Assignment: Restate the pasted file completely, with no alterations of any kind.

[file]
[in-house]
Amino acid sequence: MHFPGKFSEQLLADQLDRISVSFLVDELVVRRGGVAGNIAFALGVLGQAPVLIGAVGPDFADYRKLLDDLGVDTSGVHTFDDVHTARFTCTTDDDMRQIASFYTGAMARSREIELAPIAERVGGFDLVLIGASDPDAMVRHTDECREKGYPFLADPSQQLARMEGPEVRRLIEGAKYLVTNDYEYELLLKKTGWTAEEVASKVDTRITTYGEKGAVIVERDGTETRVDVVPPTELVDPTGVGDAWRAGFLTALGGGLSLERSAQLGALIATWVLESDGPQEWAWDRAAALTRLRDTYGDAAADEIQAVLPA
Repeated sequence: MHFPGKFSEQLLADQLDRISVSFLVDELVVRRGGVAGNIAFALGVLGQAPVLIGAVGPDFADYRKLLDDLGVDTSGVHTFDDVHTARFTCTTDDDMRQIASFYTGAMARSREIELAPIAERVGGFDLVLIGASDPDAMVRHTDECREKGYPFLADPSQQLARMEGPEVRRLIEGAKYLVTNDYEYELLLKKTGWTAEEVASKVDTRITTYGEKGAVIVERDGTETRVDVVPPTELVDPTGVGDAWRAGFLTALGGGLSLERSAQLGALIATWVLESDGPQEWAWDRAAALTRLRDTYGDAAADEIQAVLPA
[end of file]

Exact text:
[in-house]
Amino acid sequence: MHFPGKFSEQLLADQLDRISVSFLVDELVVRRGGVAGNIAFALGVLGQAPVLIGAVGPDFADYRKLLDDLGVDTSGVHTFDDVHTARFTCTTDDDMRQIASFYTGAMARSREIELAPIAERVGGFDLVLIGASDPDAMVRHTDECREKGYPFLADPSQQLARMEGPEVRRLIEGAKYLVTNDYEYELLLKKTGWTAEEVASKVDTRITTYGEKGAVIVERDGTETRVDVVPPTELVDPTGVGDAWRAGFLTALGGGLSLERSAQLGALIATWVLESDGPQEWAWDRAAALTRLRDTYGDAAADEIQAVLPA
Repeated sequence: MHFPGKFSEQLLADQLDRISVSFLVDELVVRRGGVAGNIAFALGVLGQAPVLIGAVGPDFADYRKLLDDLGVDTSGVHTFDDVHTARFTCTTDDDMRQIASFYTGAMARSREIELAPIAERVGGFDLVLIGASDPDAMVRHTDECREKGYPFLADPSQQLARMEGPEVRRLIEGAKYLVTNDYEYELLLKKTGWTAEEVASKVDTRITTYGEKGAVIVERDGTETRVDVVPPTELVDPTGVGDAWRAGFLTALGGGLSLERSAQLGALIATWVLESDGPQEWAWDRAAALTRLRDTYGDAAADEIQAVLPA